The Infant and Toddler Policy Research Center at NIEER presents “5 Things We Know and 5 Things We Don’t but Should” on Friday, Feb. 19. The hourlong webinar beginning at 1:30 p.m. EST is a conversation about child care and education for infants and toddlers in New Jersey. The panelists are:
- Arturo Brito, The Nicholson Foundation
- Allison Friedman-Krauss, ITC@NIEER
- Beverly Lynn, Program for Parents, Inc
- Natasha Johnson, New Jersey Division of Family Development
- Cecilia Zalkind, Advocates for Children of New Jersey
Register here. ITC@NIEER produces research and research-based technical assistance and policy analysis to inform national, state, and local policies on child care that enhances the education and development of infants and toddlers.
The Center for Early Childhood Health and Development at NYU Grossman School of Medicine invites elementary school teachers to participate in a survey about their experiences teaching during the COVID-19 pandemic. The survey is part of research to understand the mental health and well-being of pre-K to 5th grade teachers during the pandemic. It may inform the future design of programs to support professional development. Register here.
While early childhood education and care teachers in Norway believe play is crucial to learning, practical considerations in indoor spaces may result in them restricting access to play materials, a new study found.
The qualitative research by Tone Rove Nilsen of Nord University in Norway addressed this question: what are teachers’ beliefs about the availability of play materials when facilitating children’s play in the indoor physical ECEC environment?
Some teachers kept play materials on shelves out of children’s reach to avoid mess or breakage, with the belief that children would request items if they wanted them. “Interestingly, these findings indicate that even though teachers express a shared ideology of having available play materials, the concept of availability is understood differently,” Nilsen wrote.
“It is possible that a higher quality indoor environment could be assured if these teachers made conscious choices to a greater extent than before, observing what works or not, or by collaborating with other teachers and staff,” he concluded. Read the study here.
Researchers used a newly developed language measure to investigate whether socioeconomic status related to language-learning processes in 108 Spanish-English dual language learners.
Children ages 3 to 5 from higher-SES families performed better on learning a new language than those from lower-SES families, a gap that emerged as early as age 3 and persisted. Having access to books at home and frequent reading, along with children’s existing vocabulary and syntactic knowledge, mediated the SES effect, the researchers found.
“A multipronged approach that targets home literacy environment, in-depth language knowledge, and language learning processes simultaneously is needed to strengthen DLLs’ language learning skills and enable them to take full advantage of their dual-language environment,” they concluded. The issues addressed in the study are important “because language learning processes are a prerequisite for language acquisition, which in turn is foundational for long-term language and academic growth.”
The study was conducted by Rufan Luo of Rutgers University–Camden; Amy Pace of the University of Washington; Dani Levine and Kathy Hirsh-Pasek of Temple University; Aquiles Iglesias and Roberta Michnick Golinkoff of the University of Delaware; Jill de Villiers of Smith College; and Mary Sweig Wilson of Laureate Learning Systems, Inc. Read it here.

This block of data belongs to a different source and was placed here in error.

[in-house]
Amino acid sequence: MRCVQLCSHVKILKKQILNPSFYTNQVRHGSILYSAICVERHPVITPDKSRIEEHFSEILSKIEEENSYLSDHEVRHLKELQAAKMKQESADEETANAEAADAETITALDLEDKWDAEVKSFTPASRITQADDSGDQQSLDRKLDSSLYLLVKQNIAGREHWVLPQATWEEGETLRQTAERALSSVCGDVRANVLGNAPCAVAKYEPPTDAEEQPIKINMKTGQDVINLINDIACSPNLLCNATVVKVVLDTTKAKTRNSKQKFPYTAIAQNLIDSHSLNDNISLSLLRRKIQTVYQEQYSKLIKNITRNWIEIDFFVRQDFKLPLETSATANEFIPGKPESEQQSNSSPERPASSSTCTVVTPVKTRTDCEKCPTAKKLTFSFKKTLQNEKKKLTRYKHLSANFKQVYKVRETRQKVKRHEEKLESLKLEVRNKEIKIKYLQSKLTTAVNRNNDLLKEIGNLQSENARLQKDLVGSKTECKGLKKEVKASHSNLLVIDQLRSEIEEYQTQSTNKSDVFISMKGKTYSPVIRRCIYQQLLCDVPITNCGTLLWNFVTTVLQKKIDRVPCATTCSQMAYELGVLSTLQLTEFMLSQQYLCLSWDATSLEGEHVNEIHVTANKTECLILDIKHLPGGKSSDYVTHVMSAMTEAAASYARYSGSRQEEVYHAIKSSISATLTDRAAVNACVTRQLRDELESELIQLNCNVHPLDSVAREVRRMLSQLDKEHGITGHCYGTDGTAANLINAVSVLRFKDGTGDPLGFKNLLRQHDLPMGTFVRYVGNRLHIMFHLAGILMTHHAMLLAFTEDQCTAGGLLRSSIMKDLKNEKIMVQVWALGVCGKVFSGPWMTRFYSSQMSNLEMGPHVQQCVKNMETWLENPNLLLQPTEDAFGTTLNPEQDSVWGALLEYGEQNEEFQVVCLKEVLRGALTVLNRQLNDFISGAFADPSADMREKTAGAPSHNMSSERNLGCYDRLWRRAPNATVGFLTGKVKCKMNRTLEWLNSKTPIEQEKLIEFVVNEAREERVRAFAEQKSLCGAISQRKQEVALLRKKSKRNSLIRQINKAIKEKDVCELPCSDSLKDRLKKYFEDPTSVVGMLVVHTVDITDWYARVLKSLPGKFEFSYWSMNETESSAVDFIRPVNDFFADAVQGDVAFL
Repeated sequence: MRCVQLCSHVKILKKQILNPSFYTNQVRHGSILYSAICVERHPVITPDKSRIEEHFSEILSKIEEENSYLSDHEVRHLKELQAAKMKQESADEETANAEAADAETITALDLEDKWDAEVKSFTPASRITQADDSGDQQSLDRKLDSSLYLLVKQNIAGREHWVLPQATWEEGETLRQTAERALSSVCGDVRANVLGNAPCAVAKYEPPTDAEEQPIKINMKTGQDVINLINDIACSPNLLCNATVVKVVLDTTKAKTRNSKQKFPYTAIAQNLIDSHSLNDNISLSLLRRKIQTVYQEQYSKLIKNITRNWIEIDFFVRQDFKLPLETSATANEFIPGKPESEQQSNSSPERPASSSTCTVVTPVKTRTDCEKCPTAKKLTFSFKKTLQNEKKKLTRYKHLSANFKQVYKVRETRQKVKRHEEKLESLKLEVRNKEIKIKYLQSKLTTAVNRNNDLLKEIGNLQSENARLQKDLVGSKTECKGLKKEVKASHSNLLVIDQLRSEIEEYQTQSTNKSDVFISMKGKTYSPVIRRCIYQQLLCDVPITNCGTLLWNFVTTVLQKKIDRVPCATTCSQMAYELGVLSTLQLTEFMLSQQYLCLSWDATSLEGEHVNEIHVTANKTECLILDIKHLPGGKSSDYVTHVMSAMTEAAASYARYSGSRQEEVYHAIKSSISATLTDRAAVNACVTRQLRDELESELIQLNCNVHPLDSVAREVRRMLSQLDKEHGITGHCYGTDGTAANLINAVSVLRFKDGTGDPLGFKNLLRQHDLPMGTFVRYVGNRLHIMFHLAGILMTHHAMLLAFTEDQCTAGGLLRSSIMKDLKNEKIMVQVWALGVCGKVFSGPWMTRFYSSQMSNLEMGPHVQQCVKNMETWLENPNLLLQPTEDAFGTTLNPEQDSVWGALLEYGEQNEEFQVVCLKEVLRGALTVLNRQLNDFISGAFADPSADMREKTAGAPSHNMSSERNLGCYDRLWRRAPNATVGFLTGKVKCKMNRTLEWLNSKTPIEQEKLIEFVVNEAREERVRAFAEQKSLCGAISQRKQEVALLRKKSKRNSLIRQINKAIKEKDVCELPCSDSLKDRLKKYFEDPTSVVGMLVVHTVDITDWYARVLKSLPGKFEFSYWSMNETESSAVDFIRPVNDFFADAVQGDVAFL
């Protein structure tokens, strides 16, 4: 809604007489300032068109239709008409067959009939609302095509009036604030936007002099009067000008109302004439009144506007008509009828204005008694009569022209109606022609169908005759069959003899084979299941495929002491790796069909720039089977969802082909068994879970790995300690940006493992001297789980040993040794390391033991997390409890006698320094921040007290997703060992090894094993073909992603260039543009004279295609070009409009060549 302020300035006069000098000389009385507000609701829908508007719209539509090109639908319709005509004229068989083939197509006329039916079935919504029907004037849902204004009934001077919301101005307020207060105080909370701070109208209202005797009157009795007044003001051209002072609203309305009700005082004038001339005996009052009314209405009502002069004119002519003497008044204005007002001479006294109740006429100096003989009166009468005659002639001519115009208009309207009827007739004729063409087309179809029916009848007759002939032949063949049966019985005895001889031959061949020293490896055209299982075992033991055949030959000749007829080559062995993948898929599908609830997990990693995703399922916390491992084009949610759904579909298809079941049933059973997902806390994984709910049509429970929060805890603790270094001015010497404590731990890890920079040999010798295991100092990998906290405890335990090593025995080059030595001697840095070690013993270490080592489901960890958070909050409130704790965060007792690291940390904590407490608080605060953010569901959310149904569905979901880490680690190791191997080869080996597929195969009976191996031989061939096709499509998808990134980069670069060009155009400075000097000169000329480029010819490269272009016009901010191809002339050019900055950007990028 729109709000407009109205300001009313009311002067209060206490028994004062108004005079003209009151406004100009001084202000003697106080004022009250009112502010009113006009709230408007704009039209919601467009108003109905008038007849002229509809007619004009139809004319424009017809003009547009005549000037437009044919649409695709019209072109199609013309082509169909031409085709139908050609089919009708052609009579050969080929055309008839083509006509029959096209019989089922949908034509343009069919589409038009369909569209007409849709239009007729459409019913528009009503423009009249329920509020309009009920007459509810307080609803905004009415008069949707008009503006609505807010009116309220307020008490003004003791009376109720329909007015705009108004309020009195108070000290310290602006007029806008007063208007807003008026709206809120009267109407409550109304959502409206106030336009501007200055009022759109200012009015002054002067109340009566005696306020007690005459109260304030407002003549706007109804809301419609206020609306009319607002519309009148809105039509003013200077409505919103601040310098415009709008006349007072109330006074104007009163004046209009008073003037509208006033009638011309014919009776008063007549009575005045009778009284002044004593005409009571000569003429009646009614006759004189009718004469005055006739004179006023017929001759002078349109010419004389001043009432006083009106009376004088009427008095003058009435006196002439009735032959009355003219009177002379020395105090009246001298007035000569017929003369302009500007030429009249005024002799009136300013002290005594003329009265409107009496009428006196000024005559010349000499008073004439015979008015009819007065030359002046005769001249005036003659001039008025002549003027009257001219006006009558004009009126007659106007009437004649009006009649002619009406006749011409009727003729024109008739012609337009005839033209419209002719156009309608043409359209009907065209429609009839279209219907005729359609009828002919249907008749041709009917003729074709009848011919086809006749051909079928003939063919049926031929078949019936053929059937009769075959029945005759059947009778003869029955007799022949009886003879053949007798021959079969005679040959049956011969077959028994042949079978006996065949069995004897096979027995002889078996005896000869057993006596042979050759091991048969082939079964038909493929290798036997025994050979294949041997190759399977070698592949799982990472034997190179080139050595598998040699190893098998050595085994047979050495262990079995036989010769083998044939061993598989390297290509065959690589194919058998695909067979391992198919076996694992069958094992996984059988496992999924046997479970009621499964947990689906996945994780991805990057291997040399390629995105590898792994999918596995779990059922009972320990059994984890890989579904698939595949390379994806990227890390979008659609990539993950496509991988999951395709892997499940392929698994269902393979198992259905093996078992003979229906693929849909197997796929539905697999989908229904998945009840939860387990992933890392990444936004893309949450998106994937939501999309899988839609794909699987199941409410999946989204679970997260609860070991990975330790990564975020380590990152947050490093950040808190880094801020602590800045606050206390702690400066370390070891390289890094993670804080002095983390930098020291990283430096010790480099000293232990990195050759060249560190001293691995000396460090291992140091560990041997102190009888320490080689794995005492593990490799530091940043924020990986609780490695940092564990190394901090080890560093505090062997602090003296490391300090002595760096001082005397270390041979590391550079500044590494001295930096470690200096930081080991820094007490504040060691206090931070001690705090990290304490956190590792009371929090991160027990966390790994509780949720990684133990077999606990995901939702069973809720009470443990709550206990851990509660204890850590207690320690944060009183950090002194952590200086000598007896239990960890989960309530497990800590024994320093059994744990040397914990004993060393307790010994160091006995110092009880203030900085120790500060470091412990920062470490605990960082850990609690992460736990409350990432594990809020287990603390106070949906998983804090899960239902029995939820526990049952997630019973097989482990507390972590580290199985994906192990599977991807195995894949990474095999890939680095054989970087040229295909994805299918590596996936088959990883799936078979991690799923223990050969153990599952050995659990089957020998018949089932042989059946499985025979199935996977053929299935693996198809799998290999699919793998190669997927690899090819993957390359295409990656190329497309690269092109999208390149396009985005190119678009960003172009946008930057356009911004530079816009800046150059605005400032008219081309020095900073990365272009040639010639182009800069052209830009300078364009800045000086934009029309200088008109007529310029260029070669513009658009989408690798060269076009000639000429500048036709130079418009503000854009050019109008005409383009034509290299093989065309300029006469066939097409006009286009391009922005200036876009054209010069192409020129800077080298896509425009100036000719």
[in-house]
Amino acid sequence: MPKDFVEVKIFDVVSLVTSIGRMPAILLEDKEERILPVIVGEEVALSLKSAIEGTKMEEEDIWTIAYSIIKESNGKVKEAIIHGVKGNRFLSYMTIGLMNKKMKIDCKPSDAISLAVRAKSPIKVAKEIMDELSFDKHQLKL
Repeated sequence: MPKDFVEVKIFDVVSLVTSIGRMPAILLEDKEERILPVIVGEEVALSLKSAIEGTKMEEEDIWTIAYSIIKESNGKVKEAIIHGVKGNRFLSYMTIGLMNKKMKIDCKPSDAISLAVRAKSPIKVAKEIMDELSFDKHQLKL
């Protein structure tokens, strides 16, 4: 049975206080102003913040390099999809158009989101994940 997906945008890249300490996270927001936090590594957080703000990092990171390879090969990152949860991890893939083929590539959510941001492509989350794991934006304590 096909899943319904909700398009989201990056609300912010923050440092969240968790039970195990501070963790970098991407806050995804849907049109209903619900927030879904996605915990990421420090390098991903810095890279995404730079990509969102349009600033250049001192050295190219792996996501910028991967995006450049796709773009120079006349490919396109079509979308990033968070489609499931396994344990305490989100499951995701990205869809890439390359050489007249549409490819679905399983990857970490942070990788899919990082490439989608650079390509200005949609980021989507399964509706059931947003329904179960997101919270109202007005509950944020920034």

A study comparing different organizational structures of early childhood and care centers in the Netherlands found that socially engaged professional organizations provided higher-quality education and more inclusiveness.
“The study reveals clear differences between organizations in the inclusiveness and quality of education and care provided to young diverse children” in spite of national standards and curriculum guidelines on quality, researchers said.
The research involved 117 centers across the Netherlands caring for infants through 4-year-olds. With the focus on diversity and inclusion, the study compared three types of organizations: socially engaged professional, market-orientated, and traditional professional-bureaucratic.
The socially engaged type, both nonprofit and for-profit, “were more strongly connected to local schools and neighborhood child-, family- and social services than centers of the other two types,” they wrote. The socially engaged type also served more children of low socioeconomic status, non-Dutch children, children with language-support needs, and children with a refugee background, according to the study, available here.
The research was conducted by W. M. van der Werf, P. L. Slot and P. P. M. Leseman of Utrecht University, and P. N. Kenis of Tilburg University, in the Netherlands.
Ph.D. candidate Thao Thi Vu of Murdoch University in Australia described the historical development of early childhood education in Vietnam, which began in 1945.
“The development of Vietnam’s early childhood education reflects the ups and downs of the country’s historical context and economic conditions,” wrote Vu, who also is a faculty member of the early childhood education department at Hanoi National University of Education in Vietnam.
Vietnam was immersed in war with French colonists from 1945 through 1954, and then occupied by the U.S. until 1975. “The history of ECE in Vietnam is separated into two main phases, before and after 1975,” Vu said.
The author said positive changes in educational views and methods arose after 1998. “Especially since 2009, the teacher-centered has been replaced by the child-centered approach, making a remarkable movement for ECE in Vietnam,” Vu wrote. Read the paper here.